Michael Young Considering Retirement

Michael Young is "strongly considering" retiring after 14 Major League seasons, FOX Sports' Ken Rosenthal reports (Twitter links).  Young wants to spend more time with his wife and three sons, and is considering walking away from the game despite continued interest in his services.  Rosenthal reports that four teams are interested in Young and the veteran infielder had received "decent offers."

Young, who turned 37 in October, hit .279/.335/.395 in 565 PA with the Phillies and Dodgers last season.  He began the season as Philadelphia's everyday third baseman but was reduced to a part-time role after he was traded to the Dodgers at the end of August.  The Dodgers considered bringing Young back as their third baseman for 2014 but the club instead re-signed Juan Uribe to fill that position.

Besides the Dodgers, Rosenthal reported in December that the Brewers, Rockies and Nationals were all interested in Young this offseason, though the Nats' interest had dried up.  Milwaukee, of note, was looking at Young as a first baseman rather than at the hot corner.  The Yankees were also connected to Young as a possible option in the wake of Alex Rodriguez's suspension.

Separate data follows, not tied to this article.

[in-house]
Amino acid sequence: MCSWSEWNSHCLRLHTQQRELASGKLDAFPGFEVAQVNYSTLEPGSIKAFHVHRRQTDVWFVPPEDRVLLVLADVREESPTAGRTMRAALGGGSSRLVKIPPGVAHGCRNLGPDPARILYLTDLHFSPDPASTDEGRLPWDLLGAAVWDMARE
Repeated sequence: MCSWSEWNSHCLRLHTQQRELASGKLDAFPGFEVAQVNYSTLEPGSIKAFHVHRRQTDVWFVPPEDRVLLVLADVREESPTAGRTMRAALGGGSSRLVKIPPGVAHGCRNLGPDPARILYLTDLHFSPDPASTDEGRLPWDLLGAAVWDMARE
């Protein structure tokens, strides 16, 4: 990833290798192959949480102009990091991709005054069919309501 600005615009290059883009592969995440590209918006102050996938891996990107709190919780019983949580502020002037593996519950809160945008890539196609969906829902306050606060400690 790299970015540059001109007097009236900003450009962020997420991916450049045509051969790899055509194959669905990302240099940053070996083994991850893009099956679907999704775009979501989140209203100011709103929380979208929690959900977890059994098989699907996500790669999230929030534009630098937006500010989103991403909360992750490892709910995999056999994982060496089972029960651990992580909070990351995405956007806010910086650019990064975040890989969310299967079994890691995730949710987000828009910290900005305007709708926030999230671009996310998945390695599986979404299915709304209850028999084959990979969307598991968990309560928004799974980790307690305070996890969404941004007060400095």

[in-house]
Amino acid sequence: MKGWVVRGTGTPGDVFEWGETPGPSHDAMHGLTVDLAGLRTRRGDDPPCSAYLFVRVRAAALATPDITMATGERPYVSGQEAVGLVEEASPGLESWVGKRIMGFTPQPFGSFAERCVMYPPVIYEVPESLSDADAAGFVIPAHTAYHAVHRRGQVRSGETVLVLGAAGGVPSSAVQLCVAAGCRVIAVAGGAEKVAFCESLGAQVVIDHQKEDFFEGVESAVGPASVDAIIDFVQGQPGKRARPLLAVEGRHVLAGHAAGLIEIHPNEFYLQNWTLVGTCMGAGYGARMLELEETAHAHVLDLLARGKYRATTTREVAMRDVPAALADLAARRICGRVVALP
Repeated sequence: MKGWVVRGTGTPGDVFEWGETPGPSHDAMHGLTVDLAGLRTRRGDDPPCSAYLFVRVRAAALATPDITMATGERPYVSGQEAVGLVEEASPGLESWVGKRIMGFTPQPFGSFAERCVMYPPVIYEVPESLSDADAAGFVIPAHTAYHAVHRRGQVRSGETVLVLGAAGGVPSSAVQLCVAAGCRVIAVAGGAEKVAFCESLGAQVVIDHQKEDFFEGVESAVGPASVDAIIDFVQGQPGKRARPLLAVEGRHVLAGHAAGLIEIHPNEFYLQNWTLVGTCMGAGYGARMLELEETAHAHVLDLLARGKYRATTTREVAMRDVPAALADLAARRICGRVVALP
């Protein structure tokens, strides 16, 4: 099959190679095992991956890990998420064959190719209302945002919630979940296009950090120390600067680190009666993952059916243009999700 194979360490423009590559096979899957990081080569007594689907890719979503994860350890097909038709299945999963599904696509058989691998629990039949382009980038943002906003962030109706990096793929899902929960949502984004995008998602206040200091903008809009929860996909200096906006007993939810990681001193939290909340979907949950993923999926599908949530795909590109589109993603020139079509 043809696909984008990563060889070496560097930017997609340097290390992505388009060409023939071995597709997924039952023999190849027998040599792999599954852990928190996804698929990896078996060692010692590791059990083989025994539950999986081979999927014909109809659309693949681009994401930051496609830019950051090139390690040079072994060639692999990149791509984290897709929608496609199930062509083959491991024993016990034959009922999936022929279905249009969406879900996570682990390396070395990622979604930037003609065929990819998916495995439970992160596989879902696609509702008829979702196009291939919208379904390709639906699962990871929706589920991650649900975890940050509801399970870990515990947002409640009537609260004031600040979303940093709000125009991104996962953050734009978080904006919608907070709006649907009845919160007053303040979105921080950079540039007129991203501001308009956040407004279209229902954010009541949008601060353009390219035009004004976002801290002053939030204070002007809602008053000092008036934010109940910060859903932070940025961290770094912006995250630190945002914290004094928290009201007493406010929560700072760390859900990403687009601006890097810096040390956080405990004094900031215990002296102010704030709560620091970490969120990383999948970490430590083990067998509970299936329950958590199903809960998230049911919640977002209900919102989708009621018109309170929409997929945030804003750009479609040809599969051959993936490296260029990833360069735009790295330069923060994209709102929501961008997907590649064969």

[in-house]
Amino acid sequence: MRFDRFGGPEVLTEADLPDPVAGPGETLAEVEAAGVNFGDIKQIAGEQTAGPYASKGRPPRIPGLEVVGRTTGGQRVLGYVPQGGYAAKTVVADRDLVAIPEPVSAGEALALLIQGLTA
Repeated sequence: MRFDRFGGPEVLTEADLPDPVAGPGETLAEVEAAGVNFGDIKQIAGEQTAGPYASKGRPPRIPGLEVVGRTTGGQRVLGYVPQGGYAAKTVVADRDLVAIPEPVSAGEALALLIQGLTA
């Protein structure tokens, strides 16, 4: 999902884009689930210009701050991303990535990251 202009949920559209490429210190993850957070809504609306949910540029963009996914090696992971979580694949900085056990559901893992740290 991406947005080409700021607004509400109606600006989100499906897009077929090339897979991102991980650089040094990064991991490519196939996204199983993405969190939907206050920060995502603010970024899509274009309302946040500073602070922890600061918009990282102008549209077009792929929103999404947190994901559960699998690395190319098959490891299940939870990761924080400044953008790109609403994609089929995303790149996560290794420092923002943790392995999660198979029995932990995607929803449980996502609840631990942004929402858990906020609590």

The issue for Young could be playing time, as Troy Renck of the Denver Post noted that Young's desire for a starting job could have impeded a deal with the Rockies, who wanted him for a bench role.  Of his known suitors, it would seem the Yankees and Brewers could've offered the most potential playing time given how shallow those teams are at third and first, respectively, but Young still would've likely ended up in a platoon.

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44 Responses to Michael Young Considering Retirement Leave a Reply

  1. Jorden 1 year ago

    AKA Up your offer Giants.

  2. John 1 year ago

    He has definitely been on the decline, so it just might be a good idea to hang it up.

    • swmiwx 1 year ago

      I agree that stats like WAR show he’s declined over the past two years, but .335 is a damn solid OBP, and he virtually hits lefties and righties the same. Still good enough to be a starter IMO, even if it may be confined to DH.

      • John 1 year ago

        I’m not saying he couldn’t be a starter, but the guy is 38 years old. The only place for him to go from here is down. If I were him, I’d leave baseball on a good note before he starts putting up dismal numbers.